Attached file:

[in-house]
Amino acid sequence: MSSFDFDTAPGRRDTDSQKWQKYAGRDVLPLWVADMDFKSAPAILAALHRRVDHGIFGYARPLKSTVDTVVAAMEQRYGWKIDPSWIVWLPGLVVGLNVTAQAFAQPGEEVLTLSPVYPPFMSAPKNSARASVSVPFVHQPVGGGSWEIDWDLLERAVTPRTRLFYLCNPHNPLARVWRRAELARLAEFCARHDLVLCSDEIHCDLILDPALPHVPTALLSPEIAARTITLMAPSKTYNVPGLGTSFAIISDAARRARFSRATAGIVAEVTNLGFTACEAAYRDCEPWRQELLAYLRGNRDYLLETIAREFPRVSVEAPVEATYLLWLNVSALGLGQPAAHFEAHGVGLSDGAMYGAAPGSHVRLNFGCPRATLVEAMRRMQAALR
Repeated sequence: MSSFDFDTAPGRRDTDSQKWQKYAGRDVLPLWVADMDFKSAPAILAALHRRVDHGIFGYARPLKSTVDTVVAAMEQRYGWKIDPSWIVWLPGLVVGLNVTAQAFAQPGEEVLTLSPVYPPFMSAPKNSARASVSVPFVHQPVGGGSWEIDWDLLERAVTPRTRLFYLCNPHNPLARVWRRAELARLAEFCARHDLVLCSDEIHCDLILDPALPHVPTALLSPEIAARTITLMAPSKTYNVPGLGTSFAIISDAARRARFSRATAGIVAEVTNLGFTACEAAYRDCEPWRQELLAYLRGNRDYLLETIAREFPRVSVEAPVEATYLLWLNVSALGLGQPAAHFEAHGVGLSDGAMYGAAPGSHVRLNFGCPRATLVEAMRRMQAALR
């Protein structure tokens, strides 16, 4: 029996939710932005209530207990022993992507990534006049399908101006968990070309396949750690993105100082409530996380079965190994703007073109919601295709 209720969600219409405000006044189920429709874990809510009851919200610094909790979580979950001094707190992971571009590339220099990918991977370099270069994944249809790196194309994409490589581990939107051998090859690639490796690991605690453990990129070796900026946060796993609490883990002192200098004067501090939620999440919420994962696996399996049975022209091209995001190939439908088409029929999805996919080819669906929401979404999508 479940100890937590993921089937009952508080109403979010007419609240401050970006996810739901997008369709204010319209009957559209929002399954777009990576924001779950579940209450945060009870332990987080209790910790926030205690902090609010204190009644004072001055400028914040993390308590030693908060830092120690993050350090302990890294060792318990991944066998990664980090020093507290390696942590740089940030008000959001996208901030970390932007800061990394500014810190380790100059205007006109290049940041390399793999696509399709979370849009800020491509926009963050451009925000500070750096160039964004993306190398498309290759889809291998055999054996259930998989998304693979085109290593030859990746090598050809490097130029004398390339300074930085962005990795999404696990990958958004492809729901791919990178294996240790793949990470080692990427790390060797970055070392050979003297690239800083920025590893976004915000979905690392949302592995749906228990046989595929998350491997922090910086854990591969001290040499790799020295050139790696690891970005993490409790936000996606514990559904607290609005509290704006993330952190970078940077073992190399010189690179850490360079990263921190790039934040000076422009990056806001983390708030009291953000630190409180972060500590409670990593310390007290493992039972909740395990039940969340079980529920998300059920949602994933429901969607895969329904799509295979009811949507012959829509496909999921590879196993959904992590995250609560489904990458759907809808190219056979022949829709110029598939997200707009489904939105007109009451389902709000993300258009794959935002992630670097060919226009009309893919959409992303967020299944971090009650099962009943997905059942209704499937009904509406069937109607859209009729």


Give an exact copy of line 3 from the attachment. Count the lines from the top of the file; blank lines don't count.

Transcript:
Repeated sequence: MSSFDFDTAPGRRDTDSQKWQKYAGRDVLPLWVADMDFKSAPAILAALHRRVDHGIFGYARPLKSTVDTVVAAMEQRYGWKIDPSWIVWLPGLVVGLNVTAQAFAQPGEEVLTLSPVYPPFMSAPKNSARASVSVPFVHQPVGGGSWEIDWDLLERAVTPRTRLFYLCNPHNPLARVWRRAELARLAEFCARHDLVLCSDEIHCDLILDPALPHVPTALLSPEIAARTITLMAPSKTYNVPGLGTSFAIISDAARRARFSRATAGIVAEVTNLGFTACEAAYRDCEPWRQELLAYLRGNRDYLLETIAREFPRVSVEAPVEATYLLWLNVSALGLGQPAAHFEAHGVGLSDGAMYGAAPGSHVRLNFGCPRATLVEAMRRMQAALR